When in a new sales management role, it can often feel daunting to earn the right of respect from the people on your team. Particularly if you have been promoted from within, you are now in a position of giving feedback to peers/colleagues who were on the same level as you not so long ago. Often starting with ‘baby-steps’ of feedback can be a gentle way of getting past this initial anxiety.
Author Dave Kurlan from Kurlan Associates, gives a viewpoint here:
“You’ll be coaching salespeople with more experience selling than you have managing so it’s important to gain their trust and respect. Early on, ask if you can make a suggestion and try to find something simple to help them with like, ‘If you slow down, you’ll sound more authoritative.’ Or, ‘if you insert some pauses between phrases, prospects will be able to remember more of what you say.’ ”
Create a coaching schedule and stick to it
Often times, the reason coaching doesn’t take place, is because we aren’t making a commitment to scheduling dedicated coaching time on poor schedules. It simply gets put on a list of ‘things to do. But ultimately as it doesn’t get the dedicated time it deserves, it naturally doesn’t get the attention it deserves.
Bill Talerico from Sales Management Consultancy Talerico Group, laid on the importance of getting stricter with scheduling coaching time:
“Coaching sessions should be scheduled on the calendar as a recurring weekly meeting and should be moved only in the rarest circumstances. If a salesperson continually needs to reschedule the meeting time every week because of prospects wanting to meet at this time, change the meeting time. This weekly session must be respected and considered extremely important.“
Moreover, Talerico emphasised that a coaching session needs to have at the very least, an outcome which results in making the sales-person better:
“It will be important only if you are adding value as a sales leader by helping your team identify what is needed to win the opportunities they are pursuing.”
Turn coaching into bite-sized chunks
All too frequently, I see Sales Managers trying to go ‘all-in’ on trying to improve all parts of the sales process for each rep, and thus attempting to solve every problem in one go. What results, is a slap-dash approach which ends up being confusing and overwhelming for the sales person, and thus the end goal isn’t met.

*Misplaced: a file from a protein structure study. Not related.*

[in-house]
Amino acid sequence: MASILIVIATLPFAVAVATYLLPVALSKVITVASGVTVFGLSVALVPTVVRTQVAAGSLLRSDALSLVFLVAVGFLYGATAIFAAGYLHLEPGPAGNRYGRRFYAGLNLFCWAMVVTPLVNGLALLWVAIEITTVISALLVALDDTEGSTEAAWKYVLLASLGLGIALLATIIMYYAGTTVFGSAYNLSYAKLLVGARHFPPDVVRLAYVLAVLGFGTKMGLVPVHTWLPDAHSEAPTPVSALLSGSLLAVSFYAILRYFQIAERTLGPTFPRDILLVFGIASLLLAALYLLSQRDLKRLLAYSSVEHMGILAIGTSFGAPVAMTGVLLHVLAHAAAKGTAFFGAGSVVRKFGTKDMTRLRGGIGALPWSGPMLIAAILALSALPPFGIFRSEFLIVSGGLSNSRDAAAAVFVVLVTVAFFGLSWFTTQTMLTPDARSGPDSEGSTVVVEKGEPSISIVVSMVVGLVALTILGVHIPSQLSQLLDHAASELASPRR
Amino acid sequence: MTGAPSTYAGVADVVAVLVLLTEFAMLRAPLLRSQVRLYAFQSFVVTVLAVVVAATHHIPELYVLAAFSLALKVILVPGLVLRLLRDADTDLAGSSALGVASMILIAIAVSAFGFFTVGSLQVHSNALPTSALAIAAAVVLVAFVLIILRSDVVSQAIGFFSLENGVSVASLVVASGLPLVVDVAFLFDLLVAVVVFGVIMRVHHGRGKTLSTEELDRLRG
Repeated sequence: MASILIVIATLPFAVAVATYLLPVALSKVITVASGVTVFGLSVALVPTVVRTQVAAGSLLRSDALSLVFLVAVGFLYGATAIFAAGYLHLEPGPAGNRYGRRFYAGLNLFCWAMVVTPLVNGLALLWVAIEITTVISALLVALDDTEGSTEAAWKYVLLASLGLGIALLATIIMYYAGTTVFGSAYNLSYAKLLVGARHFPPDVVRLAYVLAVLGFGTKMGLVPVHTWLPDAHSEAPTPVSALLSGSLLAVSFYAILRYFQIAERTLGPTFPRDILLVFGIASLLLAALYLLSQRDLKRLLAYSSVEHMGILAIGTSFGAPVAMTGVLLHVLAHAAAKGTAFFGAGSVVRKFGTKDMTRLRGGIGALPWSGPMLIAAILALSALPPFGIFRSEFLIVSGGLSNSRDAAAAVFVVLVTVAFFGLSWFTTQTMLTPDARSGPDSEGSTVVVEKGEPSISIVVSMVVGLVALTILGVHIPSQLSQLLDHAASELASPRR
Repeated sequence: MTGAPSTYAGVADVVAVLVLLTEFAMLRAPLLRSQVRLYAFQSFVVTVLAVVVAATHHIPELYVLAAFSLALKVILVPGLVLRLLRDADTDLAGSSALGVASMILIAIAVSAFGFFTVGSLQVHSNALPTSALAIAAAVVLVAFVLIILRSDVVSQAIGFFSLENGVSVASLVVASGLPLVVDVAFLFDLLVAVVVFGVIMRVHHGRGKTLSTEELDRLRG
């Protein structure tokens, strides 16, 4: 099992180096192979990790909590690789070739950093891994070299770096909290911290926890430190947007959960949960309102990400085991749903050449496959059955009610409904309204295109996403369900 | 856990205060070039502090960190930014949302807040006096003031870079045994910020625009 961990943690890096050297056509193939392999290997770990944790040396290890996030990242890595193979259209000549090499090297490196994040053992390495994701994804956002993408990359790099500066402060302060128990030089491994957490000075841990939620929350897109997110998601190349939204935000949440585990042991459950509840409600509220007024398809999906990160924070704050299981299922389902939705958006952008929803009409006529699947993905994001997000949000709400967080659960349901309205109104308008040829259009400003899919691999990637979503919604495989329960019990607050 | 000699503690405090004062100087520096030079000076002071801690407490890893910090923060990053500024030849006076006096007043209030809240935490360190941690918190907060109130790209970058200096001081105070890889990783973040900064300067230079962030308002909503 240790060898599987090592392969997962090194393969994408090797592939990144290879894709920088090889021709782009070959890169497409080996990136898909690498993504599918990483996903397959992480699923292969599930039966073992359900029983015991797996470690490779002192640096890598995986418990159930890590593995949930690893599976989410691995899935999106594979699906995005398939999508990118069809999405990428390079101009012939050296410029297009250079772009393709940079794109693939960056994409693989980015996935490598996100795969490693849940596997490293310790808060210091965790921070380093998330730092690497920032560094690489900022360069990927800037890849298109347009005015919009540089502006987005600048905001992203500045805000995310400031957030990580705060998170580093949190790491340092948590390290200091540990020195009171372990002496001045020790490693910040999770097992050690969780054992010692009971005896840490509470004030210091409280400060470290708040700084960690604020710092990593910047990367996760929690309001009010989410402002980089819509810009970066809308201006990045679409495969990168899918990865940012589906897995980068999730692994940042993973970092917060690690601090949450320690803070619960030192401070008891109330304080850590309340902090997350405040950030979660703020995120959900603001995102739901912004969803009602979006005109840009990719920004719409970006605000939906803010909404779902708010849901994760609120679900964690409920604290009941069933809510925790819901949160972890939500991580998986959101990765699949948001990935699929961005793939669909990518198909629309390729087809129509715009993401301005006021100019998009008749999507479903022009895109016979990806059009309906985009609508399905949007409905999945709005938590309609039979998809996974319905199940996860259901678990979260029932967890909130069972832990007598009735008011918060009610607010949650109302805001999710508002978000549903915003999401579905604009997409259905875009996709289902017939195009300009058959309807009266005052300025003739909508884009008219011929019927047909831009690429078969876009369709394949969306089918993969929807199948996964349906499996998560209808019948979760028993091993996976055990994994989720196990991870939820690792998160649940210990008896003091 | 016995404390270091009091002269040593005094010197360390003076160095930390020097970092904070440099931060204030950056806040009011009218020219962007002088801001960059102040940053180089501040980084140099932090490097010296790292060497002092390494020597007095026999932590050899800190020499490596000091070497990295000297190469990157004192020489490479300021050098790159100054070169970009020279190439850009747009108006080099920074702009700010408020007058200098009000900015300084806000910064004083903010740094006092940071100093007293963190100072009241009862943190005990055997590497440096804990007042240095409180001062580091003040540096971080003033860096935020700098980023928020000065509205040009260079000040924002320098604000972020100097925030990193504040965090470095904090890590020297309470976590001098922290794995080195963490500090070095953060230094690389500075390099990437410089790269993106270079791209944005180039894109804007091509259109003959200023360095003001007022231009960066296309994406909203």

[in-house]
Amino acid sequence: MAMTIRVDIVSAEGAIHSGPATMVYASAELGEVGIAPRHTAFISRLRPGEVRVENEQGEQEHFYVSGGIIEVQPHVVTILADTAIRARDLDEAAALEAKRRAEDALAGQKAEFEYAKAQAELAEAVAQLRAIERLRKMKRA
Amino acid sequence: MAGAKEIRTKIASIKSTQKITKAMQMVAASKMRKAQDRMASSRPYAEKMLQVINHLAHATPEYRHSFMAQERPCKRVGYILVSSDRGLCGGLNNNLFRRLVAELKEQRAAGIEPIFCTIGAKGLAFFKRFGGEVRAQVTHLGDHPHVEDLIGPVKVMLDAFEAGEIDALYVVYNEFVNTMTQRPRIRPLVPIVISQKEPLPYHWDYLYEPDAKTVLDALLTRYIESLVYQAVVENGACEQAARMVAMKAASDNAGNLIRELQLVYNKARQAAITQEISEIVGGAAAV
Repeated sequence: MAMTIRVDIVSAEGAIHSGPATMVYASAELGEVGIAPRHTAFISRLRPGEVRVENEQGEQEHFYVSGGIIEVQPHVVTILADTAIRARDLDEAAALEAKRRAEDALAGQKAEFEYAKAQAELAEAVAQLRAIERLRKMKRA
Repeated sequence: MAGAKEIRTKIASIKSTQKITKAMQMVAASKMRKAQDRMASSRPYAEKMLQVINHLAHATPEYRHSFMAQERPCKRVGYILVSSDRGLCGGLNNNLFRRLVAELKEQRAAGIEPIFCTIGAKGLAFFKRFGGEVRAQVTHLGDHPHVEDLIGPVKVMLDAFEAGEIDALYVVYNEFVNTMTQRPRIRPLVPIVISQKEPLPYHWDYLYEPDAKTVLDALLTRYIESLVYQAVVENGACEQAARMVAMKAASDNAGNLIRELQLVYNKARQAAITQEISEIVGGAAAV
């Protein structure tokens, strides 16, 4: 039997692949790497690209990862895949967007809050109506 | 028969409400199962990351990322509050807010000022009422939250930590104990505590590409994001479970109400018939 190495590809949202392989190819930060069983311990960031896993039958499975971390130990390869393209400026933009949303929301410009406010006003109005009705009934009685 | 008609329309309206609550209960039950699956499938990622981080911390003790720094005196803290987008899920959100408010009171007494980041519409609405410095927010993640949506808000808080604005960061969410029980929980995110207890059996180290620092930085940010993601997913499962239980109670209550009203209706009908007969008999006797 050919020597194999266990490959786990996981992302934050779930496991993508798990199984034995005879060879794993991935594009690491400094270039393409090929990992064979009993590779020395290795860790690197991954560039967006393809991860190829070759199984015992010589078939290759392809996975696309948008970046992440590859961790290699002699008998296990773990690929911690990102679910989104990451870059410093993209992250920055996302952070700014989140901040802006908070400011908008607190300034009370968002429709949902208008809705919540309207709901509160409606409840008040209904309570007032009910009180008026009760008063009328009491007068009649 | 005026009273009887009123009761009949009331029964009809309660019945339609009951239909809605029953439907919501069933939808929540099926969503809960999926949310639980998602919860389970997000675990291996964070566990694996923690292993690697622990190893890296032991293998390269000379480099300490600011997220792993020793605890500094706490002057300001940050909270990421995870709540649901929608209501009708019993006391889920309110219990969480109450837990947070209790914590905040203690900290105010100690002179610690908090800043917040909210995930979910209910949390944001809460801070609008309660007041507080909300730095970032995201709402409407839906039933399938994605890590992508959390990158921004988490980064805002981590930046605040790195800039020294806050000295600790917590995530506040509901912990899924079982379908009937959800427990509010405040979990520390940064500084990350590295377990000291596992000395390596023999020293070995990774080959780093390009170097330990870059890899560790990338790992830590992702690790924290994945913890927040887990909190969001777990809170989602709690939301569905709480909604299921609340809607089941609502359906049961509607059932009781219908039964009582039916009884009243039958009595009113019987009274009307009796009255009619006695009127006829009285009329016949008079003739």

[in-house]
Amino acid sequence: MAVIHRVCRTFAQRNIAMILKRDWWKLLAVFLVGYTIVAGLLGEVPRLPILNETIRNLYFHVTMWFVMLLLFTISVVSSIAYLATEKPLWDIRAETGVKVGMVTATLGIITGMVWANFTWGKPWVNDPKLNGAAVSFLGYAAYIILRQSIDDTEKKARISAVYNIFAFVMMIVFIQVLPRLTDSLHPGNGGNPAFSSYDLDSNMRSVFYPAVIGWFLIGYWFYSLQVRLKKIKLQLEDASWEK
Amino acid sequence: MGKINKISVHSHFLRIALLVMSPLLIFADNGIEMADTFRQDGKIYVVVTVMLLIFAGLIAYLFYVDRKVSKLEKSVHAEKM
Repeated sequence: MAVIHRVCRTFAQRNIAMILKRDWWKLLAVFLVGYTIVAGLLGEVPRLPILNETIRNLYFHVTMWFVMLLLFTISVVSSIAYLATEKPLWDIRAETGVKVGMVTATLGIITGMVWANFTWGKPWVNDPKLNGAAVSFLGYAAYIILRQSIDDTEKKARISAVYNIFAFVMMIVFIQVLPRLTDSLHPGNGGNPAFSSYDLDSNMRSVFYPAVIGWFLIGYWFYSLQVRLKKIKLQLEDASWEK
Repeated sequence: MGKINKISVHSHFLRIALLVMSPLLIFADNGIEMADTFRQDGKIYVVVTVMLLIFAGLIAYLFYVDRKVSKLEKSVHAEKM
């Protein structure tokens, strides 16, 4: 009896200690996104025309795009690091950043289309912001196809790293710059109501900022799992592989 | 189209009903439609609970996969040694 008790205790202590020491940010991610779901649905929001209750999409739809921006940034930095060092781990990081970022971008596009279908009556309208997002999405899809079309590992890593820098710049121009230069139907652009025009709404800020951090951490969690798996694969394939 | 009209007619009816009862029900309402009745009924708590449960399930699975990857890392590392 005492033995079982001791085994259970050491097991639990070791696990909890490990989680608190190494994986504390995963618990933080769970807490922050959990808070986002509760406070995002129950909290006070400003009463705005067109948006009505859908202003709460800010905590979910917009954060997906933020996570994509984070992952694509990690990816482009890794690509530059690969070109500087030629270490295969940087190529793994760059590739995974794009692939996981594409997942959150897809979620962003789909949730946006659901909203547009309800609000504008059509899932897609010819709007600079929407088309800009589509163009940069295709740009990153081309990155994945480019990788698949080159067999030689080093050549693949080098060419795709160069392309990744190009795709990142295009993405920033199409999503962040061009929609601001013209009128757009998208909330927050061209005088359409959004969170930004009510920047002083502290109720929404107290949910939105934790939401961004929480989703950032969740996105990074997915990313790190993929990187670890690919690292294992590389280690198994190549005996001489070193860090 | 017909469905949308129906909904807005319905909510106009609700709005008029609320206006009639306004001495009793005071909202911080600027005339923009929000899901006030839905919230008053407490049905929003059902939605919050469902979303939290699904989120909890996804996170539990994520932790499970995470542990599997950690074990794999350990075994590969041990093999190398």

Salesforce Development Consultant Mike Carroll from Intelligent Conversations, explained how Sales Leaders can take a more bite-sized approach to coaching:
“Pick one thing for each sales person on your team and get started. List everyone on your team and spend 10 minutes brainstorming the one-thing each person could focus on to get better. Keep it simple. Some people on your team may need to be more proactive. Some may need to get organized – especially when it comes to keeping their CRM up to date. Others may need to focus on generating more appointments or qualifying opportunities before quoting.
Whatever it is, pick one thing for each team member, define what success will look like, then spot check it and redirect as needed during your weekly 1:1 coaching session.”
The same approach to coaching in bite-sized chunks is also supported by Discovery Call coach Charles Muhlbauer of SalesShare:
“Start with what you can uncover. Ask your Account Executive where they feel most incomplete during their discovery call or other sales conversations. This first creates an open coachable environment, establishing trust between you and your Account Executive, and allows you to work on their biggest weakness immediately. You will soon see them become more confident and self aware in your subsequent discussions.”